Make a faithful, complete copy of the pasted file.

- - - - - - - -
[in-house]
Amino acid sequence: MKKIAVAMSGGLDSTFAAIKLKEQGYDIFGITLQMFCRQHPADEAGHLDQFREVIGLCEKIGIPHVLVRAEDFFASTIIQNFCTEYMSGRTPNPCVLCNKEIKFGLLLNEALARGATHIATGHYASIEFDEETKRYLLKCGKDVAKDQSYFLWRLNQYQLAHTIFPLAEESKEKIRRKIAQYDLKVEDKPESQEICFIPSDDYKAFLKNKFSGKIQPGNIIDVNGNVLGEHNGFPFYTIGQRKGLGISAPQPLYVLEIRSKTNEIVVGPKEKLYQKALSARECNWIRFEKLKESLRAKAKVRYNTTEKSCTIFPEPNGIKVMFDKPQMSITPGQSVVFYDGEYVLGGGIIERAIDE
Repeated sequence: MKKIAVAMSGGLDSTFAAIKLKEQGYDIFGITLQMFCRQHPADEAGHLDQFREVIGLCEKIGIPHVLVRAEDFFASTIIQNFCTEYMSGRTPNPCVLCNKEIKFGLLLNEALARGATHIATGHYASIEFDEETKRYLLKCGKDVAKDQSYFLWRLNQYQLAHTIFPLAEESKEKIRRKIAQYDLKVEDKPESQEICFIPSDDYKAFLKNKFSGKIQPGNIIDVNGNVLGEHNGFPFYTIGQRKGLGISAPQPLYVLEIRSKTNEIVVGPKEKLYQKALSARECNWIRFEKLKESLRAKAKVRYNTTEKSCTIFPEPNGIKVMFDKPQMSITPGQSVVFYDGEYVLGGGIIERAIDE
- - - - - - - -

[in-house]
Amino acid sequence: MKKIAVAMSGGLDSTFAAIKLKEQGYDIFGITLQMFCRQHPADEAGHLDQFREVIGLCEKIGIPHVLVRAEDFFASTIIQNFCTEYMSGRTPNPCVLCNKEIKFGLLLNEALARGATHIATGHYASIEFDEETKRYLLKCGKDVAKDQSYFLWRLNQYQLAHTIFPLAEESKEKIRRKIAQYDLKVEDKPESQEICFIPSDDYKAFLKNKFSGKIQPGNIIDVNGNVLGEHNGFPFYTIGQRKGLGISAPQPLYVLEIRSKTNEIVVGPKEKLYQKALSARECNWIRFEKLKESLRAKAKVRYNTTEKSCTIFPEPNGIKVMFDKPQMSITPGQSVVFYDGEYVLGGGIIERAIDE
Repeated sequence: MKKIAVAMSGGLDSTFAAIKLKEQGYDIFGITLQMFCRQHPADEAGHLDQFREVIGLCEKIGIPHVLVRAEDFFASTIIQNFCTEYMSGRTPNPCVLCNKEIKFGLLLNEALARGATHIATGHYASIEFDEETKRYLLKCGKDVAKDQSYFLWRLNQYQLAHTIFPLAEESKEKIRRKIAQYDLKVEDKPESQEICFIPSDDYKAFLKNKFSGKIQPGNIIDVNGNVLGEHNGFPFYTIGQRKGLGISAPQPLYVLEIRSKTNEIVVGPKEKLYQKALSARECNWIRFEKLKESLRAKAKVRYNTTEKSCTIFPEPNGIKVMFDKPQMSITPGQSVVFYDGEYVLGGGIIERAIDE